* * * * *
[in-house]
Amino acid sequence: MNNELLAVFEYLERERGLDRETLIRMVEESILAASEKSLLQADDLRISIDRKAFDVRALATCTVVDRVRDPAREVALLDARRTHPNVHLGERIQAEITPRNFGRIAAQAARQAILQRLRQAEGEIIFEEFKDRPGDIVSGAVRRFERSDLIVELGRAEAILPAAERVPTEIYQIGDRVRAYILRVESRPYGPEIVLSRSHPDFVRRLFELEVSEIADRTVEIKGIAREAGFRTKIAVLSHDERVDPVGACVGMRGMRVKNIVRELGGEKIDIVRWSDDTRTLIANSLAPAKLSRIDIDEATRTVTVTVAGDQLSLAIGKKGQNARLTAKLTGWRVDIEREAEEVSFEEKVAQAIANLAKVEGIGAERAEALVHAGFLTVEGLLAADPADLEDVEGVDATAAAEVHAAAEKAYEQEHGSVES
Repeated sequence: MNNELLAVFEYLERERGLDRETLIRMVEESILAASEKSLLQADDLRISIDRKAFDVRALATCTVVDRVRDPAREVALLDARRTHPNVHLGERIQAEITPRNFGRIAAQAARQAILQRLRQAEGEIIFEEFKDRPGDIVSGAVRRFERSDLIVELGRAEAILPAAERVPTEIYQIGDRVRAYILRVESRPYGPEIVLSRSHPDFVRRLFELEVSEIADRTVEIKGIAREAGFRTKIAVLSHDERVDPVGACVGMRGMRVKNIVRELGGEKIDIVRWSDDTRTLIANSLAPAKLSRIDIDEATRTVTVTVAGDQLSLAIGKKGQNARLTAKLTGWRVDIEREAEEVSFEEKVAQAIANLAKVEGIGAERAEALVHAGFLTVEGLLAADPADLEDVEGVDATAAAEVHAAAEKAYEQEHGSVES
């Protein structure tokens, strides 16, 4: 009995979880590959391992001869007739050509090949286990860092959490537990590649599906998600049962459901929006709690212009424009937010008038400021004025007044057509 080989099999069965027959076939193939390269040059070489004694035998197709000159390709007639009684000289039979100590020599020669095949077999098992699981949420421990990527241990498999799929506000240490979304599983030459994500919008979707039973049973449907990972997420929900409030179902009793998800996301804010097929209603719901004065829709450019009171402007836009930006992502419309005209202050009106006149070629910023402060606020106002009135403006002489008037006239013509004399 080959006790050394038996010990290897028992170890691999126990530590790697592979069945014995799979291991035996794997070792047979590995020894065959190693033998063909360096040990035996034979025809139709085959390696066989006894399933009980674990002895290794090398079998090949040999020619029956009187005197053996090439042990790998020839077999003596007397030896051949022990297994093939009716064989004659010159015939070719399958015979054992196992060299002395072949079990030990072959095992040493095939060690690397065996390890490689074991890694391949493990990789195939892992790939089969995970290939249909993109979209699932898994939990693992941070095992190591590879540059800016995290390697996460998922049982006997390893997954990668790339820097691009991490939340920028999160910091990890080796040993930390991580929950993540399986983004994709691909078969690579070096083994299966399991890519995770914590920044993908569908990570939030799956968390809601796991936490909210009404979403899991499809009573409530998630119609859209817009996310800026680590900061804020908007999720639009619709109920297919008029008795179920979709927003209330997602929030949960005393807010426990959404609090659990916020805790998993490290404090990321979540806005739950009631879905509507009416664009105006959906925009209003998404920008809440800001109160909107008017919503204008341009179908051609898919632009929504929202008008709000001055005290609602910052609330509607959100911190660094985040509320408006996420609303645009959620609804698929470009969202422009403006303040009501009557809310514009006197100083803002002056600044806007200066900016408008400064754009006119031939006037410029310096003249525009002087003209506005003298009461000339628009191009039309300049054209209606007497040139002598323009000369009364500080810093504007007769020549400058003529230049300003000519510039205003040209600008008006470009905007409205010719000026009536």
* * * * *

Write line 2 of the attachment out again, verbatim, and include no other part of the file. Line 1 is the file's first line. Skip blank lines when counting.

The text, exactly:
Amino acid sequence: MNNELLAVFEYLERERGLDRETLIRMVEESILAASEKSLLQADDLRISIDRKAFDVRALATCTVVDRVRDPAREVALLDARRTHPNVHLGERIQAEITPRNFGRIAAQAARQAILQRLRQAEGEIIFEEFKDRPGDIVSGAVRRFERSDLIVELGRAEAILPAAERVPTEIYQIGDRVRAYILRVESRPYGPEIVLSRSHPDFVRRLFELEVSEIADRTVEIKGIAREAGFRTKIAVLSHDERVDPVGACVGMRGMRVKNIVRELGGEKIDIVRWSDDTRTLIANSLAPAKLSRIDIDEATRTVTVTVAGDQLSLAIGKKGQNARLTAKLTGWRVDIEREAEEVSFEEKVAQAIANLAKVEGIGAERAEALVHAGFLTVEGLLAADPADLEDVEGVDATAAAEVHAAAEKAYEQEHGSVES